Mumbai: India has opposed a proposal for an ad hoc increase in International Monetary Fund (IMF) quotas (voting rights) of some countries, saying the redistribution formula is 'flawed' and cannot be the basis for reforming the global institution.
The IMF-World Bank annual meeting from September 19-20 in Singapore is expected to finalise a deal to increase the quotas for China, South Korea, Turkey and Mexico in a two-year package.
"It is widely believed that the present quota formula of the IMF is hopelessly flawed. Obviously an ad-hoc quota redistribution based on this flawed formula cannot provide a durable solution," finance minister P Chidambaram said at a meeting of the Commonwealth finance ministers in Colombo. He also called for a greater say for developing nations in running global financial institutions.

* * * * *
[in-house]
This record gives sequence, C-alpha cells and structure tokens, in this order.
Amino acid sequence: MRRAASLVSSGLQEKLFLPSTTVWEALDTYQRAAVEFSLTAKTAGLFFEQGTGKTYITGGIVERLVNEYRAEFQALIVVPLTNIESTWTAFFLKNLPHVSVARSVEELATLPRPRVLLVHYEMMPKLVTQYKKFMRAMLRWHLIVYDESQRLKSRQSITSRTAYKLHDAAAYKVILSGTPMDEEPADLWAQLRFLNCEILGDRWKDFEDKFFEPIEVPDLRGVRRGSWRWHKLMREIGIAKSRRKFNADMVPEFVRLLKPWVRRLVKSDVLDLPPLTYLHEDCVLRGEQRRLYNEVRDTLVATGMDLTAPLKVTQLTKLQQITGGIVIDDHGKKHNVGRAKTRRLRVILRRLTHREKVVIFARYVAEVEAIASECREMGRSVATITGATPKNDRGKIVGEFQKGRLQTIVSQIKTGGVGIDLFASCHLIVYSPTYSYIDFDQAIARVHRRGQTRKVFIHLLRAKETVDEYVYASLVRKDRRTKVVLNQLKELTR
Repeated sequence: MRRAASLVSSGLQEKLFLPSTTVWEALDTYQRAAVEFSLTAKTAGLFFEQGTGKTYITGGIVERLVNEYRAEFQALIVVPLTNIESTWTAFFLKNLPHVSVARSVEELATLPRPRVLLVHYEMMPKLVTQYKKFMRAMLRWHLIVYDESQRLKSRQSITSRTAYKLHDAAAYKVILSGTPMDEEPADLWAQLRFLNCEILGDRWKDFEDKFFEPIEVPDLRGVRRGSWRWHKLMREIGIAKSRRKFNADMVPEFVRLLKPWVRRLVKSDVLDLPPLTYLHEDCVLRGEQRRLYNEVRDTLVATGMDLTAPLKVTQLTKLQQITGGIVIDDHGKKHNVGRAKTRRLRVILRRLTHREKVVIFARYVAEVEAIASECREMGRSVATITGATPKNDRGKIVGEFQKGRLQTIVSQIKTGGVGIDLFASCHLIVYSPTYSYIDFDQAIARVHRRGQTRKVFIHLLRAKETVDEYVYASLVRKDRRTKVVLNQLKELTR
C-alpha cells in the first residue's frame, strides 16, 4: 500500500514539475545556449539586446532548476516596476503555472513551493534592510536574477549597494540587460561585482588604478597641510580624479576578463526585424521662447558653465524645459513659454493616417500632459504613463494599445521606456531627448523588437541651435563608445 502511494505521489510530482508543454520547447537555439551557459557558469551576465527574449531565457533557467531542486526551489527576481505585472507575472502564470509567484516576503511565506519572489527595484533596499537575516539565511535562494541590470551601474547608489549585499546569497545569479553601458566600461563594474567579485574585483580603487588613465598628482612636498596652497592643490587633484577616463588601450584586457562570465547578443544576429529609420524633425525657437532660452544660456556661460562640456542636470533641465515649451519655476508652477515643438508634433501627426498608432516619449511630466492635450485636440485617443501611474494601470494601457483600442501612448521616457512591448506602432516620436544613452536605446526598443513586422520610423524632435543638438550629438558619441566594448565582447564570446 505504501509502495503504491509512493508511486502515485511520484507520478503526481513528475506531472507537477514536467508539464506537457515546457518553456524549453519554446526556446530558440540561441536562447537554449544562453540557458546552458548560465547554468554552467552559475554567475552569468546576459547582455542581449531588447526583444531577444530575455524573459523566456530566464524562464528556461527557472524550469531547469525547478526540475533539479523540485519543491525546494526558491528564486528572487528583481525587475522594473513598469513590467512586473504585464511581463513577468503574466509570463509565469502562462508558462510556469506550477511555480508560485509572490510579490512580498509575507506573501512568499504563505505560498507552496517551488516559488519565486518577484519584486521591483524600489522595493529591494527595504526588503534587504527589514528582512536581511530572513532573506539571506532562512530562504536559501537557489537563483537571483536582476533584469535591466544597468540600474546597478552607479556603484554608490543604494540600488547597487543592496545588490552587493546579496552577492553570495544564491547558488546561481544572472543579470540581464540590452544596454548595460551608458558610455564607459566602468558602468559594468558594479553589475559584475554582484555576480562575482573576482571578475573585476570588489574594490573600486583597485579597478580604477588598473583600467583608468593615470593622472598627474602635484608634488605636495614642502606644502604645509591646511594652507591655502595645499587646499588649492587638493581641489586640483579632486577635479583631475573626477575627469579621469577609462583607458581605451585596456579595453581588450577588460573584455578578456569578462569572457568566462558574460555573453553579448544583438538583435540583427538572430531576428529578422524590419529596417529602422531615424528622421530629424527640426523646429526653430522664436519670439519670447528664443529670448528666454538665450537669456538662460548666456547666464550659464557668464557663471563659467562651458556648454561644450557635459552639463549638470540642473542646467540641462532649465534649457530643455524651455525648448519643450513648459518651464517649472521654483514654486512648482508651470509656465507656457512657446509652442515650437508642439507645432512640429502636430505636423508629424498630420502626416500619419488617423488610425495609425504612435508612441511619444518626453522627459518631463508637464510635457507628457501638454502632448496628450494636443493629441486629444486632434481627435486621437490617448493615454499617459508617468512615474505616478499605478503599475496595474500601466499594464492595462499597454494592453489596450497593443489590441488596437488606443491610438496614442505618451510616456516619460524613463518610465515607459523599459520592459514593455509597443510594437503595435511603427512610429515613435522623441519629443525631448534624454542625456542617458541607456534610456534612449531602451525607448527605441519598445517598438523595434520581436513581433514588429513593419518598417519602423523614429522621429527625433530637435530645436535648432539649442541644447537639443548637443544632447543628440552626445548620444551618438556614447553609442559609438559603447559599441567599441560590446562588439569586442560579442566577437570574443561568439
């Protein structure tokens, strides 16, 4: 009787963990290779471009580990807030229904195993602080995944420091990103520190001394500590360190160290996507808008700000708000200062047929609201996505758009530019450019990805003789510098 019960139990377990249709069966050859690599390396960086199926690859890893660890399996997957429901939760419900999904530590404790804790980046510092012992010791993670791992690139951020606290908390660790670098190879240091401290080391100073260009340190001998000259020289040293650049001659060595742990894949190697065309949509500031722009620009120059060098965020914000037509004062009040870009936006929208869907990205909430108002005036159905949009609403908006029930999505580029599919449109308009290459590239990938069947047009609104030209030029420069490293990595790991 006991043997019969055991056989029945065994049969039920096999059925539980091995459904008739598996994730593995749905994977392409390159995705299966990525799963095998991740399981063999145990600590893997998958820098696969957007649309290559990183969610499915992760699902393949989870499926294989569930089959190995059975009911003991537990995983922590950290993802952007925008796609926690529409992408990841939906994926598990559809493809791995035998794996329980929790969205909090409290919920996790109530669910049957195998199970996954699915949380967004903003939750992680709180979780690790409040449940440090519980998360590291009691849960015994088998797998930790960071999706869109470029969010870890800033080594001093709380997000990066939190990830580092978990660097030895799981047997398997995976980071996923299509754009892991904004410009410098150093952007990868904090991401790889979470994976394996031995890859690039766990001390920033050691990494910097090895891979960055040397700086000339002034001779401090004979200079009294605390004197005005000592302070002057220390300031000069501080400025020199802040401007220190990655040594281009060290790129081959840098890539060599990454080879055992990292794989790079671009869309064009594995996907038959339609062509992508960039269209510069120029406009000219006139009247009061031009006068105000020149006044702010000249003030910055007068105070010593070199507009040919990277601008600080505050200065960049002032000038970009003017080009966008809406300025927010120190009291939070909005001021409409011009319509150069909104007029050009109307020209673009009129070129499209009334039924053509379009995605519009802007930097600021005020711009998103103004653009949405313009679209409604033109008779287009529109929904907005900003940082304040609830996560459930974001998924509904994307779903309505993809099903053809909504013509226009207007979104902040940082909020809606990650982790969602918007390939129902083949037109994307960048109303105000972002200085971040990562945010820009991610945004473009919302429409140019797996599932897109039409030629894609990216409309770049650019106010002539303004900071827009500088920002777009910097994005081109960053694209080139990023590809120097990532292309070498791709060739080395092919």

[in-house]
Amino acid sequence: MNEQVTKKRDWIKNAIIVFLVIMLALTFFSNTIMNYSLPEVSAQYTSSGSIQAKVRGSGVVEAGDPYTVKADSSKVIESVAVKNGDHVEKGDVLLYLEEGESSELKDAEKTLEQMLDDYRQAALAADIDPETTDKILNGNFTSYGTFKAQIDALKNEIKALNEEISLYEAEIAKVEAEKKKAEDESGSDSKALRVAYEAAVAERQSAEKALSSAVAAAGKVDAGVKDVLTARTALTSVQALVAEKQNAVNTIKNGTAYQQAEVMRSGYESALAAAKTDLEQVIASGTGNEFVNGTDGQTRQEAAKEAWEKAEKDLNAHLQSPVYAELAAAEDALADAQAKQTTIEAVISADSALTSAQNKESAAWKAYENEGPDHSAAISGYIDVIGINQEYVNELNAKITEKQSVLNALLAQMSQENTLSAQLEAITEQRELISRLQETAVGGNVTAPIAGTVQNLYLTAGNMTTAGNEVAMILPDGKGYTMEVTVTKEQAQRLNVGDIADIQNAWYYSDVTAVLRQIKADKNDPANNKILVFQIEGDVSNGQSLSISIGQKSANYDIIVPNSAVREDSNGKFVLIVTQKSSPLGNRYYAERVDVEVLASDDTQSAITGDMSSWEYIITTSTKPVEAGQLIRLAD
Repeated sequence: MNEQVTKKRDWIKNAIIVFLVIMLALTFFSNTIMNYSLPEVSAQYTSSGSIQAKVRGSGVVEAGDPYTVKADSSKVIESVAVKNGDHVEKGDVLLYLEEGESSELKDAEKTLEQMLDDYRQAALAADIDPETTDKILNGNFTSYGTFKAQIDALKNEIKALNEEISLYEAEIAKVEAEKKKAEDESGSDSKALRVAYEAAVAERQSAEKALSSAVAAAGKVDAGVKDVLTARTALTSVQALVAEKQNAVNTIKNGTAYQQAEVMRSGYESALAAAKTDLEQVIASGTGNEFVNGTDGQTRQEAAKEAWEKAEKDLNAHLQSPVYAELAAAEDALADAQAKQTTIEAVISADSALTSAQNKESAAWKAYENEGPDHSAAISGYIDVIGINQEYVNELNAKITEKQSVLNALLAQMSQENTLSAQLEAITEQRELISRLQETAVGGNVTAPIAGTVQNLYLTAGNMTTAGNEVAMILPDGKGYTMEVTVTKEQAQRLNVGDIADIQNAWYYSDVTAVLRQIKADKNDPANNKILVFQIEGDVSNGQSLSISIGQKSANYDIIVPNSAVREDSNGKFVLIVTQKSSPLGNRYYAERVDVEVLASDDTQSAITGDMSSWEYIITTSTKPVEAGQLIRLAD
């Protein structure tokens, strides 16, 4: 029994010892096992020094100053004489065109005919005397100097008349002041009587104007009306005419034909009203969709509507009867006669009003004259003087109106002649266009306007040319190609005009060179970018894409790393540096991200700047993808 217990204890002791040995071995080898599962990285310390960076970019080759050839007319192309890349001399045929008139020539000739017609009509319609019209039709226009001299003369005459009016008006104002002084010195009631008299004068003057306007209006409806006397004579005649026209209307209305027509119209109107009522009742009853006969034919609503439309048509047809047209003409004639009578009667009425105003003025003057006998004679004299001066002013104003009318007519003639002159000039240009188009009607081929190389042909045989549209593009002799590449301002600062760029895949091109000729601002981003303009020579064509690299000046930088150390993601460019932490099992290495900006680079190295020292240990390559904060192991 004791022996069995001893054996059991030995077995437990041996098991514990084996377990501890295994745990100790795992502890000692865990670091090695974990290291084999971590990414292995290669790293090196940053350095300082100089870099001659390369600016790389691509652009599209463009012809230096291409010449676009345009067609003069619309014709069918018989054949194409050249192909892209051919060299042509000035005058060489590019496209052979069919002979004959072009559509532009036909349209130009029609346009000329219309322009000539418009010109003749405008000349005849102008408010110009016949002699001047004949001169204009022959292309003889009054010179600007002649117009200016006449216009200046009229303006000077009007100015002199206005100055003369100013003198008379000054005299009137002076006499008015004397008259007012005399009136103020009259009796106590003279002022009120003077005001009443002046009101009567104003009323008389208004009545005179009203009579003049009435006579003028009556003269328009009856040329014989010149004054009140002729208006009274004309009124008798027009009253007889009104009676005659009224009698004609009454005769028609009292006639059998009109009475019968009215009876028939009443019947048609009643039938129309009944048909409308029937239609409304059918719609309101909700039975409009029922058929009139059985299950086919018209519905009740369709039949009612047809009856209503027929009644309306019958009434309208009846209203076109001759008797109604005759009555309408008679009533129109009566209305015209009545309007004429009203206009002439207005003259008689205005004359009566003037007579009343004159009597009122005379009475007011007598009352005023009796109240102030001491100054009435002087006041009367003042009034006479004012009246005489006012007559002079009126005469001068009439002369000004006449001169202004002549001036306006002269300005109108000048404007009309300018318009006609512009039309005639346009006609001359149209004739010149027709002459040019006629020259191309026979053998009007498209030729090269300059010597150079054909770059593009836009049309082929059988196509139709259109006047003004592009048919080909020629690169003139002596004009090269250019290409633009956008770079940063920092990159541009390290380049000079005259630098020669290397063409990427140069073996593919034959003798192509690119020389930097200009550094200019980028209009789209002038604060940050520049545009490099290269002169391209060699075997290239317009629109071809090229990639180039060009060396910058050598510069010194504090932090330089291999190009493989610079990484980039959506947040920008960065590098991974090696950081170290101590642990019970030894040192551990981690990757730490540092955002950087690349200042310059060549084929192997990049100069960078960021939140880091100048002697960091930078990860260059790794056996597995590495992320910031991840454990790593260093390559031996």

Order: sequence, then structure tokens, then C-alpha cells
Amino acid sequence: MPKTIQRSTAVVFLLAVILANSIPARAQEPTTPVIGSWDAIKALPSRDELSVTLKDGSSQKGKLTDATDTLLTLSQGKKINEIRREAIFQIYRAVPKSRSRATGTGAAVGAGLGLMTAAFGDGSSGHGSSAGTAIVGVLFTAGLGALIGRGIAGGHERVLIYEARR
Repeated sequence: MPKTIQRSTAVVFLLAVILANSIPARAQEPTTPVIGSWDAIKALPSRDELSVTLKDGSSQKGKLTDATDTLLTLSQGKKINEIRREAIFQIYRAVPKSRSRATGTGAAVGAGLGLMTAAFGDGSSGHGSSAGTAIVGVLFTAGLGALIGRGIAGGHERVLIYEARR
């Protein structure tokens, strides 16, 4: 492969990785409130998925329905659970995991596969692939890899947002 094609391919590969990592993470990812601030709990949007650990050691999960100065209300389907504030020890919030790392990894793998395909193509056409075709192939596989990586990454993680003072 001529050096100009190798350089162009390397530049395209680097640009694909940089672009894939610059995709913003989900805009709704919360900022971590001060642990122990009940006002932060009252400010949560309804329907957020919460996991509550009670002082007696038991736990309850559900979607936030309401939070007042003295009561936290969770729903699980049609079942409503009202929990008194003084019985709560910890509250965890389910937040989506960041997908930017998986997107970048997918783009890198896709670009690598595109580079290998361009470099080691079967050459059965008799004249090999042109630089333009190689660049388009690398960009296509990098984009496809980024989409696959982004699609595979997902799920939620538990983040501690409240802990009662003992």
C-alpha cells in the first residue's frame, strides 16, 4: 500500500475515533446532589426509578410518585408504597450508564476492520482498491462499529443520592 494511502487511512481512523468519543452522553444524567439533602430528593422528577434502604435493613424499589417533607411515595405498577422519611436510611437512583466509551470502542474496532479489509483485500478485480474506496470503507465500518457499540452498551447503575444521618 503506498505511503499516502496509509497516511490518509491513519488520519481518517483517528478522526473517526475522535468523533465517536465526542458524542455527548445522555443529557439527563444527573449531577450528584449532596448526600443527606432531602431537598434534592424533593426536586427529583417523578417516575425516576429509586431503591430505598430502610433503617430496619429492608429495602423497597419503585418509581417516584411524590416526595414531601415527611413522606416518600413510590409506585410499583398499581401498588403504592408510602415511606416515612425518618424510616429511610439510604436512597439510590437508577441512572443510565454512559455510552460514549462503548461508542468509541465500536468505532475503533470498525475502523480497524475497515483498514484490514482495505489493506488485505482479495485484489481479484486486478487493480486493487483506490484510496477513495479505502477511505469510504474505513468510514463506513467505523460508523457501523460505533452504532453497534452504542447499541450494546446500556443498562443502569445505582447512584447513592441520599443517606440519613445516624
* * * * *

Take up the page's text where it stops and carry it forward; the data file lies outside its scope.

"We need a consensus on a new formula. And we need it quickly." Chidambaram said, adding that India has always held that the developing world deserves to have much greater "voice" in the management of the international financial institutions.
"My government firmly believes that any exercise intended to enhance the credibility and legitimacy of the IMF has to be based on fundamental reforms in the quota structure," he said.
Earlier this month, IMF managing director Rodrigo de Rato had said the board of governors meeting in Singapore from September 19 will take up the contentious issue of ad-hoc increase of quota for China, Korea, Mexico and Turkey.
The financial and organisational relationship of each member with the IMF largely decides the quota and voting powers and access to finance.
Current IMF quotas are determined by the size of a country's gross domestic product (GDP), openness to trade and foreign exchange reserves. The IMF board is supporting deeper reform of quotas, to be based on a formula that will be worked out over the next two years.